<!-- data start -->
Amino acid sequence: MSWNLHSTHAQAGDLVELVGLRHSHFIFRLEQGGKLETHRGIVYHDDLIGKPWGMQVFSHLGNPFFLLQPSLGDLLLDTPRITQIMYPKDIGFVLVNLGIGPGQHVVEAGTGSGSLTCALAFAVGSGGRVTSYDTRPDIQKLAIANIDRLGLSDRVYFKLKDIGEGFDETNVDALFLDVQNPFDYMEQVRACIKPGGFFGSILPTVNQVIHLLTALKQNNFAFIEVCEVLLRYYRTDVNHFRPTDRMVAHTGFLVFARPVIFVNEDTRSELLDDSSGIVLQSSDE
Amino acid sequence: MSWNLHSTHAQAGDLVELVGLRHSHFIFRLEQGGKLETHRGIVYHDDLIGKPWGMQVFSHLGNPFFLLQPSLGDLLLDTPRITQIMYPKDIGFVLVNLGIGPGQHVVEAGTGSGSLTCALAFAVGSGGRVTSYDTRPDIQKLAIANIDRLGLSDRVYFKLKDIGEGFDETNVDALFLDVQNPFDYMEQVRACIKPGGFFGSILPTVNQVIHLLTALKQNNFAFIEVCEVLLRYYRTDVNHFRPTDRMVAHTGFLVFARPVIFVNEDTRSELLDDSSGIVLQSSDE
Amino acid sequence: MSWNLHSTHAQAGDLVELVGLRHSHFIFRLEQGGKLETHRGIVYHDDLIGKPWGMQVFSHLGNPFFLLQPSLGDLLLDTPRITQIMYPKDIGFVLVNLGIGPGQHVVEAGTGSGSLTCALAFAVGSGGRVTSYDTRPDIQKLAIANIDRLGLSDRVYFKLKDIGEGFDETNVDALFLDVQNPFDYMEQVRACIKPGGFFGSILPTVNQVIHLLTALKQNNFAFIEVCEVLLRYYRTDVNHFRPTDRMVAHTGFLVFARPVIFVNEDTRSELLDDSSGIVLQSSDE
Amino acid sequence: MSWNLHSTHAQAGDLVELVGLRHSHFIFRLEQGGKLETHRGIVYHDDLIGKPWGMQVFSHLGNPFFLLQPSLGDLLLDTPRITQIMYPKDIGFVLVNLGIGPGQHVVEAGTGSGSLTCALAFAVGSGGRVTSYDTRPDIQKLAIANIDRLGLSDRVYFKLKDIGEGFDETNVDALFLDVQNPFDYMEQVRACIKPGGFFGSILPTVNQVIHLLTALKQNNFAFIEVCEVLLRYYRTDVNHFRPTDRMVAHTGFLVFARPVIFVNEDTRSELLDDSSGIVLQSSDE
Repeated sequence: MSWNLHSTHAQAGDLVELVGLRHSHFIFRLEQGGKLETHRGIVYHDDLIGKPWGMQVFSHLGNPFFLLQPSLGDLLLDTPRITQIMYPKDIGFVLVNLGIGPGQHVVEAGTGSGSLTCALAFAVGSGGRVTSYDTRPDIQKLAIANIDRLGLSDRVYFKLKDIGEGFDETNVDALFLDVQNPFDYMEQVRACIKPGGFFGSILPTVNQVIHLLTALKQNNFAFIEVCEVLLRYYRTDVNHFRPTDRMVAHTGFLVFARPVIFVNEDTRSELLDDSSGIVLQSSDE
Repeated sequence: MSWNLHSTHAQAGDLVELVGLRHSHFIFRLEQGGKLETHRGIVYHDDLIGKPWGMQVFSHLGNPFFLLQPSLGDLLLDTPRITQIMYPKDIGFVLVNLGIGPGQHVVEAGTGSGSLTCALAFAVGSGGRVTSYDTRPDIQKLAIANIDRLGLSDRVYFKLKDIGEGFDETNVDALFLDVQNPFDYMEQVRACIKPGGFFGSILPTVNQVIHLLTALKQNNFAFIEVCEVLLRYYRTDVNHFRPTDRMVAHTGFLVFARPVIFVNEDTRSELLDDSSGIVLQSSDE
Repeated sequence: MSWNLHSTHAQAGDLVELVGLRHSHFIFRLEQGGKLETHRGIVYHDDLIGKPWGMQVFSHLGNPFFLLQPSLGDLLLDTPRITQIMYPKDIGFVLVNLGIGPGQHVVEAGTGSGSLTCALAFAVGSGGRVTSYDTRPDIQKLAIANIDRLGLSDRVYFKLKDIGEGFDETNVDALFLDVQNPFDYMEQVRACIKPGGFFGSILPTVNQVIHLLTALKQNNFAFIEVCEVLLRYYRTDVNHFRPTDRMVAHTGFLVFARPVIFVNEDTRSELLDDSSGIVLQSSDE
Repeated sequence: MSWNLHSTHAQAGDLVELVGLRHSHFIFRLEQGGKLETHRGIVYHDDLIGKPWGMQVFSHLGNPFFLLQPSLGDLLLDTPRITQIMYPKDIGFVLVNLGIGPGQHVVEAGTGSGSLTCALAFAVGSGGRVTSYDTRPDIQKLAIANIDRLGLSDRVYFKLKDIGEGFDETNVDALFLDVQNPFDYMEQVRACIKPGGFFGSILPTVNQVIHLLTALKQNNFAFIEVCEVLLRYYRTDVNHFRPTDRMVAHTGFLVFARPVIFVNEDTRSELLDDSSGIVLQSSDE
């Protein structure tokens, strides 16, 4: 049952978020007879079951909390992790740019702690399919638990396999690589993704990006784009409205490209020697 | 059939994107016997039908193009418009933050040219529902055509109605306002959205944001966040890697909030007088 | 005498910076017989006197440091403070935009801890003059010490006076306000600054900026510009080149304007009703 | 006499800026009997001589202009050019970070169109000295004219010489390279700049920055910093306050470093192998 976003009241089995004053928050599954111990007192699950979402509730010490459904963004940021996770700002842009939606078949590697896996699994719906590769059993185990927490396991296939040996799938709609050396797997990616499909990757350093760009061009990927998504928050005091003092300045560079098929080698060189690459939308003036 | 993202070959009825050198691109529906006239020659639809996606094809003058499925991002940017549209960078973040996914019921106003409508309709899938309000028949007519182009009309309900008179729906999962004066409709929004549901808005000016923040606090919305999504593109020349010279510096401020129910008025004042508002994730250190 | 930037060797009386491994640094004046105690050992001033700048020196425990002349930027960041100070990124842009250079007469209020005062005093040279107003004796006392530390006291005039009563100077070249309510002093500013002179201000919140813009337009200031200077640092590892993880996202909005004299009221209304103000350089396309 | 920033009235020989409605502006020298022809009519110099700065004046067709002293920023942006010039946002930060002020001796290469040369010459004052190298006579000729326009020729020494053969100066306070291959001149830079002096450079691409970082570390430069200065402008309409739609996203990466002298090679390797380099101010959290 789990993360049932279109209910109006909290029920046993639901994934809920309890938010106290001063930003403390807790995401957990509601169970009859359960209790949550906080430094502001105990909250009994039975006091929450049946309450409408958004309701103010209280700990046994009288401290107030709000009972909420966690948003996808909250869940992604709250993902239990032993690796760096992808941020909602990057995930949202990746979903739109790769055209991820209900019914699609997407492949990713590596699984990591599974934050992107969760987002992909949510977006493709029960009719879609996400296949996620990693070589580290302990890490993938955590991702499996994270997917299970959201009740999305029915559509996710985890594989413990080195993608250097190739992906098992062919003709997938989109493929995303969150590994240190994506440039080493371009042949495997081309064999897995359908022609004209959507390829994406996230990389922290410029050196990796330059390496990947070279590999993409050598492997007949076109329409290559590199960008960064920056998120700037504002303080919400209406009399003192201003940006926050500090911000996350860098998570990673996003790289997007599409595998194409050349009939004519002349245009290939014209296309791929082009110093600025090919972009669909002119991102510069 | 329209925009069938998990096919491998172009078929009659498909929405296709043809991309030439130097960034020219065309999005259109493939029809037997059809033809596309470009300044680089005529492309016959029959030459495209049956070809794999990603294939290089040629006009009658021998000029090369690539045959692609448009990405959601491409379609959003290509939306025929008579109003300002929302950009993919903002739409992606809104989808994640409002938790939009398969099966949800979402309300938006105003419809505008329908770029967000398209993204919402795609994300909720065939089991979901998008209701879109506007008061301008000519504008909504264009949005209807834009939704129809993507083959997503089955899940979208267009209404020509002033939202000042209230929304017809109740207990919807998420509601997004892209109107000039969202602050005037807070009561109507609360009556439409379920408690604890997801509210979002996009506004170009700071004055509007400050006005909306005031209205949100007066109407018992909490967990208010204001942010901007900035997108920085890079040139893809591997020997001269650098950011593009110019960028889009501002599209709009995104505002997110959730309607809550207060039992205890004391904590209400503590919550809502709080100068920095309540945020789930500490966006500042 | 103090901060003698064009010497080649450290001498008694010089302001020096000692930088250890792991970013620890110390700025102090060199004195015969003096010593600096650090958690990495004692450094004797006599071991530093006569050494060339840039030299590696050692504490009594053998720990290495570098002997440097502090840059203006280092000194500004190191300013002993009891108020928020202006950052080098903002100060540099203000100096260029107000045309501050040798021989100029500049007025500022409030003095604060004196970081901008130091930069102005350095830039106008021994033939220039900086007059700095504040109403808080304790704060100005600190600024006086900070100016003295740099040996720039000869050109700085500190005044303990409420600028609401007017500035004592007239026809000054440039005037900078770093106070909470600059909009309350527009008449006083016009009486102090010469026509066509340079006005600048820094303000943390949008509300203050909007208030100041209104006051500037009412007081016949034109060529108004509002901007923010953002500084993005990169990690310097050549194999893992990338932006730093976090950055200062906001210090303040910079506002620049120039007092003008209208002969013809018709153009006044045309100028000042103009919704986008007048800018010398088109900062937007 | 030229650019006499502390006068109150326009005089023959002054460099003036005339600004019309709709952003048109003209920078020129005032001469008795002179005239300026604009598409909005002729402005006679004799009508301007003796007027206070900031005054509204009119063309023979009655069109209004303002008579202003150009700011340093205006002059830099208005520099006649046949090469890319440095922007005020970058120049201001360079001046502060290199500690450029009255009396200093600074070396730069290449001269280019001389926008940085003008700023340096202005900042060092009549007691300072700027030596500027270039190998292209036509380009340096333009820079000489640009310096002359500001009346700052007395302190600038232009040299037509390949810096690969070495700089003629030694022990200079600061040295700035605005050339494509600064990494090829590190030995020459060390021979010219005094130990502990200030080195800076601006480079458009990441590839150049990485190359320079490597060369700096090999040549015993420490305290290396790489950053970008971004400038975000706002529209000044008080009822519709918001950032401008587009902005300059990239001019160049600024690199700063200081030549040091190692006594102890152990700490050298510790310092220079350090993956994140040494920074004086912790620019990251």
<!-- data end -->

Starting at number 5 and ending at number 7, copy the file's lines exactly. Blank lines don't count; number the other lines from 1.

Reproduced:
Repeated sequence: MSWNLHSTHAQAGDLVELVGLRHSHFIFRLEQGGKLETHRGIVYHDDLIGKPWGMQVFSHLGNPFFLLQPSLGDLLLDTPRITQIMYPKDIGFVLVNLGIGPGQHVVEAGTGSGSLTCALAFAVGSGGRVTSYDTRPDIQKLAIANIDRLGLSDRVYFKLKDIGEGFDETNVDALFLDVQNPFDYMEQVRACIKPGGFFGSILPTVNQVIHLLTALKQNNFAFIEVCEVLLRYYRTDVNHFRPTDRMVAHTGFLVFARPVIFVNEDTRSELLDDSSGIVLQSSDE
Repeated sequence: MSWNLHSTHAQAGDLVELVGLRHSHFIFRLEQGGKLETHRGIVYHDDLIGKPWGMQVFSHLGNPFFLLQPSLGDLLLDTPRITQIMYPKDIGFVLVNLGIGPGQHVVEAGTGSGSLTCALAFAVGSGGRVTSYDTRPDIQKLAIANIDRLGLSDRVYFKLKDIGEGFDETNVDALFLDVQNPFDYMEQVRACIKPGGFFGSILPTVNQVIHLLTALKQNNFAFIEVCEVLLRYYRTDVNHFRPTDRMVAHTGFLVFARPVIFVNEDTRSELLDDSSGIVLQSSDE
Repeated sequence: MSWNLHSTHAQAGDLVELVGLRHSHFIFRLEQGGKLETHRGIVYHDDLIGKPWGMQVFSHLGNPFFLLQPSLGDLLLDTPRITQIMYPKDIGFVLVNLGIGPGQHVVEAGTGSGSLTCALAFAVGSGGRVTSYDTRPDIQKLAIANIDRLGLSDRVYFKLKDIGEGFDETNVDALFLDVQNPFDYMEQVRACIKPGGFFGSILPTVNQVIHLLTALKQNNFAFIEVCEVLLRYYRTDVNHFRPTDRMVAHTGFLVFARPVIFVNEDTRSELLDDSSGIVLQSSDE